Perhaps there is a “Nuke” Laloosh in the Sweden’s pop culture. If there is, be assured St. John’s IceCaps winger Carl Klingberg is not a devotee.
At least not to the Laloosh at the end of the movie Bull Durham, the young pitcher who has made it all the way to baseball’s major leagues and once there, dutifully spews the standard, meaningless quotes — “I'm just happy to be here,” “Give 110 percent,” and “I’m here to help the team anyway I can,” — taught to him by his minor-league mentor, “Crash” Davis.
Klingberg says what he thinks and says it well. He’s not exactly flaky, but he’s far from unleavened bread. He’s interested and interesting. And the 21-year-old Swede is embracing life on this side of the Atlantic and the employment that has brought him here.
One of the Winnipeg Jets’ top prospects, he’s already appeared in six games for the National Hockey League Jets in the last few months, but this really has been a season of acclimation in St. John’s. Heading into St. John’s contest in Hershey against the Bears tonight, Klingberg has appeared in 55 games with the IceCaps, is the AHL team’s rookie points leader and sits third in goal-scoring on the club.
His points production has dipped in the second half of the season, but IceCaps’ head coach Keith McCambridge does not see this as an indication Klingberg has hit the wall that so often appears for European or college players during their first season in the AHL or NHL, with their much busier schedules. Klingberg’s has plus-minus is a very respectable plus-eight — it’s been around there most of the 2011-12 campaign — and as he himself points out, he appeared in over 60 games last season with five different pro teams on both sides of “The Pond” and internationally for Sweden.
“The difference is this is with same team all the time, the same league all the time,” said Klingberg. “You have to always make sure you’re prepared and not getting too comfortable because things are always the same.
“But that’s a test for every player coming into this league.”
“I must say I like it better over here, even if it also takes more energy out of you. You need to stay focused every game, ready to go to work.”
Klingberg — as has every Swedish player who has played hockey in St. John’s — speaks very good English. He also posts bilingually on his Twitter account (@CarlKlingberg) and has reached a point where he doesn’t “care if there are subtitles,” in the movies he watches.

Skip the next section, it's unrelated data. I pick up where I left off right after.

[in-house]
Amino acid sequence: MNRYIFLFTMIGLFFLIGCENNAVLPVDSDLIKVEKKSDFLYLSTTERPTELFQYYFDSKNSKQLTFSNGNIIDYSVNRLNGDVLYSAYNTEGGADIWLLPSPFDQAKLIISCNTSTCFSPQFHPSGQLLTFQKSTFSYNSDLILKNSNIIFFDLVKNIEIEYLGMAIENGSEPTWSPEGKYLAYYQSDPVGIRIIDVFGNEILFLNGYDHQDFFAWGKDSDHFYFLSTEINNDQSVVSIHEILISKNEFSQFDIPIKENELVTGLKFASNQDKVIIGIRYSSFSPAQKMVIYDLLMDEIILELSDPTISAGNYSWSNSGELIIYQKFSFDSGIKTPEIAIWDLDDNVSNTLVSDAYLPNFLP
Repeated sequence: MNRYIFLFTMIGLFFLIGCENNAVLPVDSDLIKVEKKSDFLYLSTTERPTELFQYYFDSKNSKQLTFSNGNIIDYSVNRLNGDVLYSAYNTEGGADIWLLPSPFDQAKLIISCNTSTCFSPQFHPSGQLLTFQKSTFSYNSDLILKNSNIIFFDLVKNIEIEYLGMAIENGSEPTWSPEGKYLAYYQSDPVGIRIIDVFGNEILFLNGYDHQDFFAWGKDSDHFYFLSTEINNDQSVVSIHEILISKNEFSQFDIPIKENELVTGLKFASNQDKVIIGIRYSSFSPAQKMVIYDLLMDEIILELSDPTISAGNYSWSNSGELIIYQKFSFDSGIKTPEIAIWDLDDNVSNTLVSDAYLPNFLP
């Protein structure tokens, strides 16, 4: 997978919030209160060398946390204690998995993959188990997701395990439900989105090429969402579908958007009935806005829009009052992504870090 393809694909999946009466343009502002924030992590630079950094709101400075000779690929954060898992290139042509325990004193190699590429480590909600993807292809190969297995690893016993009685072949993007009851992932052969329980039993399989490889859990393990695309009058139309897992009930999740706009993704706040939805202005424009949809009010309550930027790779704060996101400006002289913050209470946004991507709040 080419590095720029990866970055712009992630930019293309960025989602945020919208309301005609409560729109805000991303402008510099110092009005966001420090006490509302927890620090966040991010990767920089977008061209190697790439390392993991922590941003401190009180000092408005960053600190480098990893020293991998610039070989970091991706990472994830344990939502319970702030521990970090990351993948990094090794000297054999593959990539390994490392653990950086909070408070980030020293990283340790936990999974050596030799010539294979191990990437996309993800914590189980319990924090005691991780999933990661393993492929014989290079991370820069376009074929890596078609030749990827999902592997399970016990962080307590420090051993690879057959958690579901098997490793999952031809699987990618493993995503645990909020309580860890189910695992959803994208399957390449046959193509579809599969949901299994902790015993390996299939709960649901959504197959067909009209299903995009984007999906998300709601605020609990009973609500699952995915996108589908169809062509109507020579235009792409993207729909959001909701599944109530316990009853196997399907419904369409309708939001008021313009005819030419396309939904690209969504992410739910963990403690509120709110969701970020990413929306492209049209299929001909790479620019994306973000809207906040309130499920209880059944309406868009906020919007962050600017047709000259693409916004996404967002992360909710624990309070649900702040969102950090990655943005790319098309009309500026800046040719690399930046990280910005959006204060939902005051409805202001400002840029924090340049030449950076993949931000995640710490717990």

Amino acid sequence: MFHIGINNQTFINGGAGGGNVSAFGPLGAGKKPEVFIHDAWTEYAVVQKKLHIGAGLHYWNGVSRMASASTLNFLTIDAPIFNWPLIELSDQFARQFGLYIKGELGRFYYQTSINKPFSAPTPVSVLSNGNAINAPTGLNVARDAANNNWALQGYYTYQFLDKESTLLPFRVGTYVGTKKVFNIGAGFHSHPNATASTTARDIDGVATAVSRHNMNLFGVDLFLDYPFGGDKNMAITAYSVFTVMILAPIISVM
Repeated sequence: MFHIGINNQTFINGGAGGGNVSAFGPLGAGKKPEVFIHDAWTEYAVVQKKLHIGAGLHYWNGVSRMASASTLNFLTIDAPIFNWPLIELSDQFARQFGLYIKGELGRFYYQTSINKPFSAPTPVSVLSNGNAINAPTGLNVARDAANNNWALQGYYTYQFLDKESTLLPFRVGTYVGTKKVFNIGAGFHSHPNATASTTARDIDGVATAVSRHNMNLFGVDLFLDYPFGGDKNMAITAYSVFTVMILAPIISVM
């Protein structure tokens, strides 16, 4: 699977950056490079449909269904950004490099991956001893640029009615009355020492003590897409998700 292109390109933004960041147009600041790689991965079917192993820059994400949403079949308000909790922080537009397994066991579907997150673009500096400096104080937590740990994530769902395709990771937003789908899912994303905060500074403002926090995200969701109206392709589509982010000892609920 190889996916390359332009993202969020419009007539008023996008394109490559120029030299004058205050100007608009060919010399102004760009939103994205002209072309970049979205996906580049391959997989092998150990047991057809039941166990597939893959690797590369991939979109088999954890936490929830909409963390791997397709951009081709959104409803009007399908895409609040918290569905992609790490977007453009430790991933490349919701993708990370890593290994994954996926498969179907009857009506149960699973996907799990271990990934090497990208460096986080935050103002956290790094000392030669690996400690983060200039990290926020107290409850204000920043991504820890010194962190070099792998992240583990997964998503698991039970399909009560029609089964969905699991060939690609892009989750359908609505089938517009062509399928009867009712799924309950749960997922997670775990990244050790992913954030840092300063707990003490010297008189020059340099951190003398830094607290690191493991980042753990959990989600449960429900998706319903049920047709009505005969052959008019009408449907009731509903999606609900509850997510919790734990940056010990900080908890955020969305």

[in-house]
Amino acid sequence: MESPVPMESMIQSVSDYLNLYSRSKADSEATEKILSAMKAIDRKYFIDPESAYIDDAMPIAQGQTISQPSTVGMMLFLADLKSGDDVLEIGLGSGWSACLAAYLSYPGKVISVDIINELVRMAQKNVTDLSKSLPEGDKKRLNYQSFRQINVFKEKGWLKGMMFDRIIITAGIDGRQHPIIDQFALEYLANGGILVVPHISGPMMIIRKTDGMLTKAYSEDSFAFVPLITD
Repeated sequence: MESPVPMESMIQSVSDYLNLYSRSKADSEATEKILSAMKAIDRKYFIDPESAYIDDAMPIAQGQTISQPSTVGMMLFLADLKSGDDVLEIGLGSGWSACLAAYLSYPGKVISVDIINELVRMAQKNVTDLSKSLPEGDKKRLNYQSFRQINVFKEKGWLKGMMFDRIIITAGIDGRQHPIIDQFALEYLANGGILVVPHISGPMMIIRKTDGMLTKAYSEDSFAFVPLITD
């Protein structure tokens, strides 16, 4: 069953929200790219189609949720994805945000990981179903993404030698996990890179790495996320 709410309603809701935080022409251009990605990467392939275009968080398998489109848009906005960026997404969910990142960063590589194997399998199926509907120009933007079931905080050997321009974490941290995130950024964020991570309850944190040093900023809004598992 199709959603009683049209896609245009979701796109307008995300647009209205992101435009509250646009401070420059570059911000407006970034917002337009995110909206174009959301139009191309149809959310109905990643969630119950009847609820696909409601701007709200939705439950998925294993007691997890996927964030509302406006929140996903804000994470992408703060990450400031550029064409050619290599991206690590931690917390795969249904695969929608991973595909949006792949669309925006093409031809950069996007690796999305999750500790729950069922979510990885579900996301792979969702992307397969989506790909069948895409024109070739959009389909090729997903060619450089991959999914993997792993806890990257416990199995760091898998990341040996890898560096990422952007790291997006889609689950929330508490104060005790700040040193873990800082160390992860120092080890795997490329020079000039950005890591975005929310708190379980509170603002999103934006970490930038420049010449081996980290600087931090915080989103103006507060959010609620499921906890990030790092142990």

“We start learning English early in school, around the third or fourth grade,” he said. “But I never thought it was important to learn it just because I thought I would come here.
“I knew I was going to use it even if I wasn’t a hockey player. I’d probably use it travelling and on vacations, things like that.”
Klingberg says the biggest boost to the English he uses these days came when he was around 16. That when he travelled from Sweden to Toronto for a summer hockey camp.
“The English I learned in school was British English and that’s not the same. But that was two-and-a-half weeks in Toronto by myself and it was perfect,” he recalled.
“Of course my background of English in my school helped, but I learned more that time han I did in 10 years in school.”
A half-decade later, that Toronto experience is really paying off.
“I didn’t know that I’d live over here and talk English most of the day every day,” said Klingberg.
“That’s been an experience, for sure. Sometimes, it feels like English is my first language.”
But he laughs and quickly shakes his head when asked if it’s come to the point where he’s thinking in English on the ice during games.
“I don’t know even what language I’m thinking in,” he said with a big gapped-tooth smile.
“But I am thinking,” he quickly added.
The KLINGBERG FILE
Born: Jan. 28, 1991 in Gothenburg, Sweden
Drafted: In the second round, 34th overall, by the Atlanta Thrashers in 2009
Notes: Klingberg is the oldest of three brothers. John, who turns 20 this August, was drafted 131st overall in the 2010 NHL Entry Draft by the Dallas Stars. John and 14-year-old Olle are both defencemen ... A product of Frolunda’s system (his father Anders was an assistant coach with Frolunda’s under-16 team), Klingberg made his debut in the Swedish Elite League, his country’s top pro league, as a 17-year-old ... Twice played with Sweden’s world junior team, winning a silver medal in 2009 and a bronze in 2010. The Klingberg family has a complete set of world junior medals as John won gold as part of Sweden’s championship team earlier this year ... Has appeared in nearly 70 international junior games for Sweden ... The consensus among NHL scouts before his draft year went pretty much like this: “a North American player in a Swedish body” ....
from HIS IceCaps’ biographical info
Favourite pre-game meal: Pasta and meat sauce
Must-see TV shows: How I Met Your Mother, Family Guy
Favourite person to follow on Twitter and why: @Theresej. She’s my girl. Good to be updated.
Favourite hockey player growing up and why: Mats Sundin. Had him in a glassed-in hockey card.
Nicknames: Klinger. Crazy Carl. Hot Carl. Because it’s easy and it’s something about my name.
Favourite off-season pursuits: Travel and seeing friends and family. Training of course.
If you weren’t a hockey player. what would you be: Don’t know. I got good grades, so whatever I could find out, I’d probably be.
Favourite part of being a hockey player: You do what you love all the time and get paid $ for it.
Superstition: Has a smiley on the knob of his stick.
Favourite ice cream flavour: Chocolate
What people don’t know about the life of a pro: A lot of time spent on (developing your) career, not only at the rink.
Song, singers and/or band splayed the most on your iPod: Axwell, Avicii, Steve Angello
First real job: Hockey player